The other thing at play is the input frequency but the car sorts that out so it doesn't matter.

There is plenty of stuff on Google for more info such as the current profile of charger. I don't know what polestar does, e.g. does it drop the current at 50/80% charge to manage the temperature of the battery.

I find the whole lot fascinating so if you fmdo find a good book I'd be interested to read it too.
Many thanks for your response. It has helped me understand the discussion on amperage settings
 

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I have read this thread from start to here....Wow, this is a complicated subject.



Could someone, please clarify if I have absorbed and understood the information correctly?

Polestar supply a 16 amp type 2 to type 2 cable in addition to the 3 pin granny charger?

If I have a 7kW wall charger fitted that has a tethered cable, it WILL charge at 7kW?

If the supplied 16 amp type 2 to type 2 cable is plugged into a 7kW wall charger it will only charge at 3kW?
yet at the same charger if I use a 32 amp cable it WILL charge at 7kW? if this is correct then how does the charger/car recognise which cable is being used, is there some sort of data handshake from the cable?
 

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Short answer: The Typ 2 (EN 62196) specification defines resistors in the plugs to code the max. amps for the cable and a signal being send from the charger to the car about the max. amps being available from the charger.

Long answer available here, unfortunately in German, though.
 

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I have read this thread from start to here....Wow, this is a complicated subject.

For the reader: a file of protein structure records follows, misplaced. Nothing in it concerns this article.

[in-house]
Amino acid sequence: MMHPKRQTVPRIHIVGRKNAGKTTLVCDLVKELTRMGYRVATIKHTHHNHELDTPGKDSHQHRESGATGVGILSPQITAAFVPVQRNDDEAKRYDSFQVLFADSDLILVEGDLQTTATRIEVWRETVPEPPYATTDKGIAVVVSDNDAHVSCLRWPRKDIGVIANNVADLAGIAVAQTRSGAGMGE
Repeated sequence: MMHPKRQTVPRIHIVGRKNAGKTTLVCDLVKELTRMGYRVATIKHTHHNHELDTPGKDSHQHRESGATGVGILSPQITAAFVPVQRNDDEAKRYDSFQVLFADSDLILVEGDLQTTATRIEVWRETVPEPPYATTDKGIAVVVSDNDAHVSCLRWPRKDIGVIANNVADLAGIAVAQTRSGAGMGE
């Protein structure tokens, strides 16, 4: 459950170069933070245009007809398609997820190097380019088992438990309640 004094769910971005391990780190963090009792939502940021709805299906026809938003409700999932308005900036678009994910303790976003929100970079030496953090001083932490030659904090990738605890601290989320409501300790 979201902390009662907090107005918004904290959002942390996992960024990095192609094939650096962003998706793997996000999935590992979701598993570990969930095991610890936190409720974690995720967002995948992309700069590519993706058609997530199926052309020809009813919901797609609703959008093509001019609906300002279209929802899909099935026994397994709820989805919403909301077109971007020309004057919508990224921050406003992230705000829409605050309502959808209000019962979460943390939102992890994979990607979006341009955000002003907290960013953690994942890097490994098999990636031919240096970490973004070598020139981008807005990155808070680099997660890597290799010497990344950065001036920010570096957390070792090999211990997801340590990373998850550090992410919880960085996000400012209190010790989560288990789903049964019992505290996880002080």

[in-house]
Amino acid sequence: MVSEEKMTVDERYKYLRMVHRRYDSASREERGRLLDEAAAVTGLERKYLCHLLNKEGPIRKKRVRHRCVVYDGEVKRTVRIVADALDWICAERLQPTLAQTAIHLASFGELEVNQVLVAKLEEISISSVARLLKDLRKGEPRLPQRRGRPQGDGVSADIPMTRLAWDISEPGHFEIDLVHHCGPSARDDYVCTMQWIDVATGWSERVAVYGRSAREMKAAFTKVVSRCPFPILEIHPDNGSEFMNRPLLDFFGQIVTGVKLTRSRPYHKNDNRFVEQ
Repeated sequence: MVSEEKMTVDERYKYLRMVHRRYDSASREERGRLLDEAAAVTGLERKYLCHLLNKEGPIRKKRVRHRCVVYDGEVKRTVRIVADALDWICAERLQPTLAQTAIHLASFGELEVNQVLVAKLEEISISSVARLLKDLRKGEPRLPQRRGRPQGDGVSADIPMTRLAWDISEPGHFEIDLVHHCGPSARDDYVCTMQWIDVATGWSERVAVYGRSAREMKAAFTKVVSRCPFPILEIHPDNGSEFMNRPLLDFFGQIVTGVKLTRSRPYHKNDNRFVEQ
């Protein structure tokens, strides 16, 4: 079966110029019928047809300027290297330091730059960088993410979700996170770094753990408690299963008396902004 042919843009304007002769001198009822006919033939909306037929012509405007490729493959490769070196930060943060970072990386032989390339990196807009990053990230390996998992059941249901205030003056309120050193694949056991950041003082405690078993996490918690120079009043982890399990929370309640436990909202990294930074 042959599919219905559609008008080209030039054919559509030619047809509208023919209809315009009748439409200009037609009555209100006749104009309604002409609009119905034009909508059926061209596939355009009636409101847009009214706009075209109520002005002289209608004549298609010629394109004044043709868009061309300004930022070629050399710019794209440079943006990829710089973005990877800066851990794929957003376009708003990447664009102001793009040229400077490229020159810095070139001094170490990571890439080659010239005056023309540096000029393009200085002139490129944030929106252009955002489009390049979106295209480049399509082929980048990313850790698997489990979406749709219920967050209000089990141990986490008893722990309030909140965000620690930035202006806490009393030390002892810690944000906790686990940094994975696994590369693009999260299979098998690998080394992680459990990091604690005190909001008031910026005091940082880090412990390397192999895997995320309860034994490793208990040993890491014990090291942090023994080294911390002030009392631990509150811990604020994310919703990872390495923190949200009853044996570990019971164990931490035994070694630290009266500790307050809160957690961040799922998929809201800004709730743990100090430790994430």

Could someone, please clarify if I have absorbed and understood the information correctly?

Polestar supply a 16 amp type 2 to type 2 cable in addition to the 3 pin granny charger?

If I have a 7kW wall charger fitted that has a tethered cable, it WILL charge at 7kW?

If the supplied 16 amp type 2 to type 2 cable is plugged into a 7kW wall charger it will only charge at 3kW?
yet at the same charger if I use a 32 amp cable it WILL charge at 7kW? if this is correct then how does the charger/car recognise which cable is being used, is there some sort of data handshake from the cable?
The short answer is yes, you understood it at a high level, but note there is three phase and 1 phase power. Polestar's 16amp cable can do 16 amps over three phases to charge at 11kw, but almost nobody in the UK has that at home. You can use your 16amp cable at 11 and 22kw untethered chargers to get 11kw (max car can do AC charging)

To be able to charge as fast as the car can handle in all situations, you want a 32amp three phase cable, but they are thicker and heavier.
 

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Short answer: The Typ 2 (EN 62196) specification defines resistors in the plugs to code the max. amps for the cable and a signal being send from the charger to the car about the max. amps being available from the charger.

Long answer available here, unfortunately in German, though.
Ah, thanks for the clarification. I'll skip the German 🥴

You can use your 16amp cable at 11 and 22kw untethered chargers to get 11kw (max car can do AC charging)
Ok thanks for the clarification, I'm clear on the home setup now, so essentially the 16a cable is of no use for home charging it needs a tethered cable to get the 7kW..... so let's see if I have grasped the rest correctly.....

So, chargers shown on, say, zapmap that are identified as 11 & 22kW can only be 3phase then? If so can the 16 amp cable still be used on the 3phase supply to deliver 3kW?

What about non-home public 7kW chargers such as at Tesco & Aldi does the same apply? ie. If connected using the supplied 16 amp cable it will only charge at 3kW but WILL charge at 7 kW with a 32amp cable?
 

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The 16amp Polestar cable does 3 phase, so zap map 11 and 22 you will get 11kw.

At home and Tesco/Aldi you would get 3.2kw as you're getting 16amps over a single phase.

You can get a 32amp single phase cable, to ensure 7kw at single phase chargers, but then you would need to carry the Polestar cable too and remember which one to use where. If you buy the 3 phase 32amp cable, you can sell (or store if leasing) the Polestar cable and just use the bought one everywhere knowing it will get fastest speed.